- Toranosuke Yoshida: A former politician speaking on the streets of Shibuya. He lost his job after a series of scandals, over which he's nicknamed as "No-Good Tora." Despite this, he is serious about changing the country and his speech skills are authentic.
- Sae Niijima: Makoto's older sister and a public prosecutor responsible for the Phantom Thieves of Hearts' case.
- Masayoshi Shido: A powerful politician who aims to become the next Prime Minister of Japan. The protagonist has a feeling that he has met him somewhere before the events of the game.
Daily life Edit
The story takes place over the course of a year and the protagonist must balance high school life and reforming society.
The protagonist lives in the attic of Cafe Leblanc and can explore various locations in the Greater Tokyo Area and travel using the subway system. They can take part-time jobs, play video games, go out with friends, go to restaurants, study, go to the movies, play baseball, go to the bathhouse, fish, exercise in their own home or go to the gym, make equipment for use in battle, messages, watch TV or go to the clinic. A certain amount of these activities can increase the protagonist's stat performance such as their Max HP and SP. There are also a variety of minigames.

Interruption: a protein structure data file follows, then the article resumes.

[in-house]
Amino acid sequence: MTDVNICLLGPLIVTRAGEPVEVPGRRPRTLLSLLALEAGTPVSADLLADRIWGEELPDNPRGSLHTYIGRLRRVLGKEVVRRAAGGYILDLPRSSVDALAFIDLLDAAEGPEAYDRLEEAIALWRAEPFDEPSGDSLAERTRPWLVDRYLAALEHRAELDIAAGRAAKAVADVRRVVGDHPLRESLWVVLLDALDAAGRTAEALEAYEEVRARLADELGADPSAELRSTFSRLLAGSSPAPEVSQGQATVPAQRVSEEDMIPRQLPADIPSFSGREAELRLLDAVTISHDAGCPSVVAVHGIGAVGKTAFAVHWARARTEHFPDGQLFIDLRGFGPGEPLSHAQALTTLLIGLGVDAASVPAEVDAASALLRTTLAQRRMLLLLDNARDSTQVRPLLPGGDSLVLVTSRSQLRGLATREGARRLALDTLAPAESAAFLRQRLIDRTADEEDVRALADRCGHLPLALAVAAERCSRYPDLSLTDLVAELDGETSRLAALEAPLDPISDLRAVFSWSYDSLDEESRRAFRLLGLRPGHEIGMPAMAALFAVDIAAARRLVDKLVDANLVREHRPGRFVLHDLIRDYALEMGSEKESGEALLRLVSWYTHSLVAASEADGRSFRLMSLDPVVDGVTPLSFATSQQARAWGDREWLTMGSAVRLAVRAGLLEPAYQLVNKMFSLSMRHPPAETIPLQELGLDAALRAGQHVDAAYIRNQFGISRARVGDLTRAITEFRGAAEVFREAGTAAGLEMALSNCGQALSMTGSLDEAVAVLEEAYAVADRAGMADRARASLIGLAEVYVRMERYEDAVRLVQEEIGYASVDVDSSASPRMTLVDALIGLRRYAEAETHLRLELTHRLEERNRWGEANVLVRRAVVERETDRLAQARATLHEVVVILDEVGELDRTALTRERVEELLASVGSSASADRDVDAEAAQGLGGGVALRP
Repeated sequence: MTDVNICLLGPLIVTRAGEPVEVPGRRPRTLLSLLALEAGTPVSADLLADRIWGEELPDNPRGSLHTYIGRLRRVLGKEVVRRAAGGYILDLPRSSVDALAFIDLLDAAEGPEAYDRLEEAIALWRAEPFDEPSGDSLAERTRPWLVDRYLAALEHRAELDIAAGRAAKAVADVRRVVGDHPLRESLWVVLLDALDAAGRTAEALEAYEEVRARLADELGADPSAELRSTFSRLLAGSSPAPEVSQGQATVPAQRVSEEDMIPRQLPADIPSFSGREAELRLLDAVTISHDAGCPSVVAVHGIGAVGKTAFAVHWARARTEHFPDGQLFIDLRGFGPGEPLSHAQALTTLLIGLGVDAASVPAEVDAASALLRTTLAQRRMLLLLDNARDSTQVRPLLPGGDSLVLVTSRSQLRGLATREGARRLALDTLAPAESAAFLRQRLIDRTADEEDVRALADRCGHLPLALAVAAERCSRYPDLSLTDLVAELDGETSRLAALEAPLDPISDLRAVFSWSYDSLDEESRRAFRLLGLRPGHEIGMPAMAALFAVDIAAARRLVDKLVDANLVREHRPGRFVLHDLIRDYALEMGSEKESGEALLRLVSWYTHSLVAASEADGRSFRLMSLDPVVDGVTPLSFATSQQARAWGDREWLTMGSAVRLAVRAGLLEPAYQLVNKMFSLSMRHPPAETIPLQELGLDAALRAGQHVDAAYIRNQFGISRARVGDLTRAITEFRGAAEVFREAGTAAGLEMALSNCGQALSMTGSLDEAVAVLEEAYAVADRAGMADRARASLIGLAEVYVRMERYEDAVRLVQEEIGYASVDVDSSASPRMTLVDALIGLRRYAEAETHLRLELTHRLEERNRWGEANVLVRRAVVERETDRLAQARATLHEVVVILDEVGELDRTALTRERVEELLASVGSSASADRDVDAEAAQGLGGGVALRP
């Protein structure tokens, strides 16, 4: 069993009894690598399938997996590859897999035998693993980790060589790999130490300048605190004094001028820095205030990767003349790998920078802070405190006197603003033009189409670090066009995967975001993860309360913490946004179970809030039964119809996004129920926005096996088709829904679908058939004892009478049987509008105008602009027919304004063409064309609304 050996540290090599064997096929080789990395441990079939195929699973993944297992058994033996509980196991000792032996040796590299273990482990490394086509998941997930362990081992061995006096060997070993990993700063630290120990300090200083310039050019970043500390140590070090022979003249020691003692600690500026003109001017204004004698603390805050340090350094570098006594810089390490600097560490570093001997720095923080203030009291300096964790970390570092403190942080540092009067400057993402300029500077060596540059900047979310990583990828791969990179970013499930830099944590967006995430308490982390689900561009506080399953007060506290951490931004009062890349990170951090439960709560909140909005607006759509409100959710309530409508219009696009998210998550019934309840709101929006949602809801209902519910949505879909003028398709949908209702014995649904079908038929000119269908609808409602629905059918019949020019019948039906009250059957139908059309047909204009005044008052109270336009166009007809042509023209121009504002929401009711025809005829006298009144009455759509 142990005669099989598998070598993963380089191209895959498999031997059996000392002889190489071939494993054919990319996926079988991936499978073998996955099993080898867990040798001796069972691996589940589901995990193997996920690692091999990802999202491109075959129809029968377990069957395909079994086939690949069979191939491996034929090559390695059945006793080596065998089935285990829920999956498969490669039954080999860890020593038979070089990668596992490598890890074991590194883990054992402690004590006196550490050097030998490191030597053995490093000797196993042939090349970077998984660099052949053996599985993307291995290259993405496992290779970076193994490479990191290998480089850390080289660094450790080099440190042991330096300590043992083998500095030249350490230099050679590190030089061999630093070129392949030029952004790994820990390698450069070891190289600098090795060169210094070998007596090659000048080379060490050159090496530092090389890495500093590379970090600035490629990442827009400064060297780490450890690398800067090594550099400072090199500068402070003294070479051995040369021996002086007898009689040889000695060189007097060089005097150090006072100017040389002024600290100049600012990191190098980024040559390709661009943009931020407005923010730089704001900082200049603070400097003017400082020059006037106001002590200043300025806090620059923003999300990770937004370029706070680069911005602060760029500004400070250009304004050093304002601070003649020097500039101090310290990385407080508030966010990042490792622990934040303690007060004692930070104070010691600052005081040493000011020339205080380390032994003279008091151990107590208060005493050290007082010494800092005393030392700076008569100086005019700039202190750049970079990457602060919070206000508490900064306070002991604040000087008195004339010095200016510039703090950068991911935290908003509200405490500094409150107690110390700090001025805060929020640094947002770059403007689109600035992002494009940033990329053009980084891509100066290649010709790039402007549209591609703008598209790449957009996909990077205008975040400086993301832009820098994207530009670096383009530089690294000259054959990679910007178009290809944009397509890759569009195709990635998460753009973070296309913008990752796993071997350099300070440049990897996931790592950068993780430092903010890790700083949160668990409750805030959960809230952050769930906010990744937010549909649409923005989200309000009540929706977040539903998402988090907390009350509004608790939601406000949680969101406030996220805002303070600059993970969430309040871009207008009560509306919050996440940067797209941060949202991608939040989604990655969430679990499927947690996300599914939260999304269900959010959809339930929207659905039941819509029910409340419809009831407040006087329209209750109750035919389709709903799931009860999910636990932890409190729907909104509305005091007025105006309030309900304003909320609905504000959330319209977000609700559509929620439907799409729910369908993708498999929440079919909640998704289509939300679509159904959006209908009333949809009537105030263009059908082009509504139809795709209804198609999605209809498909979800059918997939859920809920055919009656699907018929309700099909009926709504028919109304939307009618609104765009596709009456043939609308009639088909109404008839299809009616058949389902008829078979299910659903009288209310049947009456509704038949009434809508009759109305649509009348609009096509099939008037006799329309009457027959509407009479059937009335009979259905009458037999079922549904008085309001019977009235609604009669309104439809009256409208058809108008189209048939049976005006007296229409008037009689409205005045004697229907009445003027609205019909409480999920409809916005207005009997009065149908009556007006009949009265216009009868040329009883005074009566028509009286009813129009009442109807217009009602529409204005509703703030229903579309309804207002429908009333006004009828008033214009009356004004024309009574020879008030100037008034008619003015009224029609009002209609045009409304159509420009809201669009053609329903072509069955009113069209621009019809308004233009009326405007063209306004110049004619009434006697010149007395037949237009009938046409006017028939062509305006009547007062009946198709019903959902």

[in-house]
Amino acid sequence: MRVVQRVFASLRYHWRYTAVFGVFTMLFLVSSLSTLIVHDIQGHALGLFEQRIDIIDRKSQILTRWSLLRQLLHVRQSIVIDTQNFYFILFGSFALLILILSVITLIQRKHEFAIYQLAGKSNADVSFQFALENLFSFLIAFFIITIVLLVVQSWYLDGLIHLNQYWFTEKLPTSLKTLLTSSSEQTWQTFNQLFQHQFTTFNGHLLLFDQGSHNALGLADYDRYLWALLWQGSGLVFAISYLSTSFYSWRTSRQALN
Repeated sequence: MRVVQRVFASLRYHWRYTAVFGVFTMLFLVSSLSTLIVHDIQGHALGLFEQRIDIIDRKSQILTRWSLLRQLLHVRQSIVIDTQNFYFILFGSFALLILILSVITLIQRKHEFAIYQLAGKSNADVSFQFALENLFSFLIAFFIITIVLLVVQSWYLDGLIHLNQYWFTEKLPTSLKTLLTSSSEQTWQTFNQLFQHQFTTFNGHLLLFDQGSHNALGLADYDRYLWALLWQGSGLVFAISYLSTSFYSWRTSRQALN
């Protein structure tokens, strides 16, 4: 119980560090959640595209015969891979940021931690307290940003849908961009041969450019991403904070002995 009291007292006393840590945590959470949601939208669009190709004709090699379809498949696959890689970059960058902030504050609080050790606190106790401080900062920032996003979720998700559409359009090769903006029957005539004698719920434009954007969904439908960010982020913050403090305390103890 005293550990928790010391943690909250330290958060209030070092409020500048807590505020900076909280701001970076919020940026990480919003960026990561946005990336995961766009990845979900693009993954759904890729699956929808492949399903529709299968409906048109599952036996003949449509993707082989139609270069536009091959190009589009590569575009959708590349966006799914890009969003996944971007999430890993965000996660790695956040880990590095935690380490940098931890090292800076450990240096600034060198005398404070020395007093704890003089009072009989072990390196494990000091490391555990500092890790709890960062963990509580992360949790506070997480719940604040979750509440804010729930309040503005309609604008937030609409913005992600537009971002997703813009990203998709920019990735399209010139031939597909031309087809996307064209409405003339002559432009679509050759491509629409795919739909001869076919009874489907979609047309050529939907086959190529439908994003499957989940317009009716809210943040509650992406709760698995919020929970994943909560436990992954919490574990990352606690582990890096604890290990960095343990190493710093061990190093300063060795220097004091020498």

Using the P. A. D., the SNS system allows the protagonist to chat with other characters using phone text messages, helping the protagonist to learn more about the personalities and background of other characters.
During the prologue, the player can select the difficulty from "Safety," "Easy," "Normal" and "Hard." Except for Safety difficulty, the rest can be changed at any time. An additional "Merciless" difficulty above Hard is available as free DLC. Even if someone has never played Persona 5 before, choosing Normal should be fine. The difficulty statistics/features are:
- Safety: Damage received: x0.5 - Damage dealt: x2.0 - Experience: x3.0 - Money: x5.0
- If the protagonist is killed, you will be given the option to revive the entire party with full HP and SP
- You will be unable to change the difficulty until the beginning of a new playthrough.
- Easy: Damage received: x0.5 - Damage dealt: x1.0 - Experience: x1.0 - Money: x1.0
- Normal: Damage received: x1.0 - Damage dealt: x1.0 - Experience: x1.0 - Money: x1.0
- Hard: Damage received: x1.6 - Damage dealt: x0.8 - Experience: x1.0 - Money: x1.0
- Merciless: Damage received: x1.6 - Damage dealt: x0.8 - Experience: x0.4 - Money: x0.4
- Critical and Technical damage from any source is tripled